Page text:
U.S. interest rates moved markedly higher following the election of Donald Trump as President. Some attribute this to better growth prospects, some attribute it to less foreign demand for U.S. assets, and others point to the possibility of higher inflation. After years of sub-2% inflation, higher inflation may be welcomed by the Federal Reserve (Fed). However, if inflation rises above 2%, how much inflation overshooting would the Fed tolerate before taking action? The Fed’s United Kingdom (U.K.) counterpart the Bank of England (BoE) may provide a good model to look at, as investors seek answers to this question
Inflation actions in the wake of Brexit
The BoE came out quickly post-Brexit with an aggressive stimulus program, cutting its bank rate, re-launching a government bond-buying program, and purchasing corporate debt. Lately, the U.K.’s economic data hasn’t been as bad as the BoE originally feared, which could stem from the fact that Brexit hasn’t happened, yet. For now, U.K. citizens can still travel freely throughout the E.U. and businesses can still sell into the E.U. market.
The pound’s decline has lifted inflation a bit, which has made British goods cheaper in the E.U.; it may also make it more profitable to sell British goods into the E.U. The converse is that goods sold by the E.U. into the U.K. have been either more expensive or less profitable for sellers. This has already caused a mini-crisis in the prices of some popular consumer goods. The BoE’s inflation forecasts have suggested that inflation could rise to 2.75%, which is well above the central bank’s 2% target. While the forecast indicates an inflation “overshoot,” the BoE said it will tolerate it. Anything above that reading and the BoE may need to tighten monetary policy.
A U.K. inflation overshoot should be temporary, if it’s only due to a weaker pound. Behind the scenes, prices would merely be adjusting to a new level—unless the pound continues to weaken. This is very different than a permanent increase in the rate of inflation; a one-time adjustment in the price level should only result in a temporary change in the inflation rate. Only if the price level keeps rising at a faster pace would it likely result in an actual increase in the rate of inflation—which is something the BoE would likely react to.
What can the U.S. learn from U.K. monetary policy?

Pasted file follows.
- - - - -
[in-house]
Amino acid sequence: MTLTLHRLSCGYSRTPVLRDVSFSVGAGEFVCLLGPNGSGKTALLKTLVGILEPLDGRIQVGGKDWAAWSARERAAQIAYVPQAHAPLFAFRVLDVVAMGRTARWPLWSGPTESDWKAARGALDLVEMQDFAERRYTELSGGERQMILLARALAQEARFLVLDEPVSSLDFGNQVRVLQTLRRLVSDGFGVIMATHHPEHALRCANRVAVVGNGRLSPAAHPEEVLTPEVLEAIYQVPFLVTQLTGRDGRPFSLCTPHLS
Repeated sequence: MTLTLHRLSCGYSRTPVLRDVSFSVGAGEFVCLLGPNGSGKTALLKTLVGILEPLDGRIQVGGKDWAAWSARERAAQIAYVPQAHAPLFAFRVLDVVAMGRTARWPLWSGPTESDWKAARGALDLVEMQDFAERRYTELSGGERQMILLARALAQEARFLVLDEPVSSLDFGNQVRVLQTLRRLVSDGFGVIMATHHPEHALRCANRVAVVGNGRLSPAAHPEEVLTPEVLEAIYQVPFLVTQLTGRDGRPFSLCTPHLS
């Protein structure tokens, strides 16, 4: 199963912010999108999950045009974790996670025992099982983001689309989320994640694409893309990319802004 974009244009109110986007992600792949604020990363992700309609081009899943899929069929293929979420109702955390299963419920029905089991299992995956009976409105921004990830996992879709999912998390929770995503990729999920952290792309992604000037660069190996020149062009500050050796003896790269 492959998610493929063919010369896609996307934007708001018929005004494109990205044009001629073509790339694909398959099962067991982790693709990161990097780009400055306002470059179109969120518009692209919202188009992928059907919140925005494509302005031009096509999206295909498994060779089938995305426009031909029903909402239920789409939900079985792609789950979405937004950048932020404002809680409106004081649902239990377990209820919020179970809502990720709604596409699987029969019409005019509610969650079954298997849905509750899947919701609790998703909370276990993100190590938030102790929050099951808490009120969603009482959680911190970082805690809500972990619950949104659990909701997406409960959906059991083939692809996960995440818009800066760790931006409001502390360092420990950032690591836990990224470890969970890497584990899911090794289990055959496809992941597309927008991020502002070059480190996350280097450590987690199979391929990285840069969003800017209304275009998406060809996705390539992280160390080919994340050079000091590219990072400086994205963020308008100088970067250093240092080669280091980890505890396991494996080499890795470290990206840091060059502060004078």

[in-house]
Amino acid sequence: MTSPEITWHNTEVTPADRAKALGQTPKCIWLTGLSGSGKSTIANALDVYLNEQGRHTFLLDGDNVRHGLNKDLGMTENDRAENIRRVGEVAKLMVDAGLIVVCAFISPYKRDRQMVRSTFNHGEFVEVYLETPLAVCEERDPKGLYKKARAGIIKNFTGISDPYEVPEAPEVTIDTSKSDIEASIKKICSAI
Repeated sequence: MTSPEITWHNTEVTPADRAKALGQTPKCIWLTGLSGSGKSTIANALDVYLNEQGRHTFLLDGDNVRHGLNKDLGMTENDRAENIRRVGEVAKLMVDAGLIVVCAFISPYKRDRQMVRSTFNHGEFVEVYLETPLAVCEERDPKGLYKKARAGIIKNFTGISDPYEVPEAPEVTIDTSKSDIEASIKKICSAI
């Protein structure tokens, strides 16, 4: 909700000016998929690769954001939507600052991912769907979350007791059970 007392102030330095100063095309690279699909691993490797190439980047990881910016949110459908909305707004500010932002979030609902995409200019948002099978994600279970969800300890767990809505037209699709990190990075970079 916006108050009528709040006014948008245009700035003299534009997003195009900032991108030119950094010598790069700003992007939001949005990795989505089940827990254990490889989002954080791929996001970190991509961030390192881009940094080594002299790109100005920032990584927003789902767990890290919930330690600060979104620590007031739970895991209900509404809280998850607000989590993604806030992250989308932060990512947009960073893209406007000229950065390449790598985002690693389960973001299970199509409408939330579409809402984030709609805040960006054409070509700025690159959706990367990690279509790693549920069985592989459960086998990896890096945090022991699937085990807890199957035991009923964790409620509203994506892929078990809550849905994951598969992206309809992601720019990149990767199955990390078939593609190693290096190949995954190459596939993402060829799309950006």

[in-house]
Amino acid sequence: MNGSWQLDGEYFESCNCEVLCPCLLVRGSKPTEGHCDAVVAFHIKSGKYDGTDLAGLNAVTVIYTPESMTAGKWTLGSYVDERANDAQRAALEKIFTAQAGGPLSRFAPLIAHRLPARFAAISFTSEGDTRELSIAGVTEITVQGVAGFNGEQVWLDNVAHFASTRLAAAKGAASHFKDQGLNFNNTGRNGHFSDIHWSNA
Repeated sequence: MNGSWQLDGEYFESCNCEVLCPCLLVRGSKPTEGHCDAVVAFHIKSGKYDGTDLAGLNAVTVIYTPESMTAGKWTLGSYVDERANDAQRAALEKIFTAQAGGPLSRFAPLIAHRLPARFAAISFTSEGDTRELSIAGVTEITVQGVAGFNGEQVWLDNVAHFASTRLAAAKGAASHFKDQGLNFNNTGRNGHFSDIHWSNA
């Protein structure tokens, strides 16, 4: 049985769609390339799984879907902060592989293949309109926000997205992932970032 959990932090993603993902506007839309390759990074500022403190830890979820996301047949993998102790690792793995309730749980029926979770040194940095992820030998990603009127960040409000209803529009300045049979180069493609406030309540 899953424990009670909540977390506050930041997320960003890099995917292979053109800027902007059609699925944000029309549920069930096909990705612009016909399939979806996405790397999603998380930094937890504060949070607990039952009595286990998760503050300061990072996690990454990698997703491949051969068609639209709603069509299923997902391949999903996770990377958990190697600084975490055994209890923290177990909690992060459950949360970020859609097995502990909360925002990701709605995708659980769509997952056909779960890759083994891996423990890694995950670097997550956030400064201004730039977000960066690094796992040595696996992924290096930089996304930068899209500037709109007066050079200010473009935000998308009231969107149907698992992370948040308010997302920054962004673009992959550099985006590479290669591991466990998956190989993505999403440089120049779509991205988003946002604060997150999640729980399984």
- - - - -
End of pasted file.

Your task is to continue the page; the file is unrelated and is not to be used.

Many central banks—especially the Fed—can learn from the BoE. The BoE’s innovation lies in how it communicates a limited tolerance for inflation overshooting. Energy and other commodity prices dropped in 2015 and early-2016. As we reach the anniversary of the depths of those price declines, year-over-year comparisons will make it look like inflation is picking up. Indeed, inflation may be picking up, but some of this is simply adjusting to a price level change and not necessarily a change in the trajectory of inflation. This will likely make it look like the U.S. is having an inflation overshooting issue, when it’s mostly just transitory.
By explicitly stating it was willing to tolerate inflation overshooting its target, the BoE gave the economy and investors room to handle these large year-over-year price adjustments without having to panic that inflation was running too hot. The central bank also provided a threshold for investors to watch as a guide to future changes in monetary policy. This helps brace people for higher inflation, but also sends a message that the BoE is on the watch and won’t let inflation rise too far.
What investors may want to keep in mind
- Inflation is likely to be temporarily elevated, but should reset lower if commodity prices don’t keep moving higher.
- Stocks may falter if concerns emerge based on this question: “What if inflation is more persistent than the Fed thinks?” That could mean less stimulus rather than more.
- Bond yields could fall as the Fed would likely signal it has a watchful eye on inflation.
- Commodity prices could fall and the dollar could strengthen as the Fed may decide to hike interest rates a bit more than currently anticipated.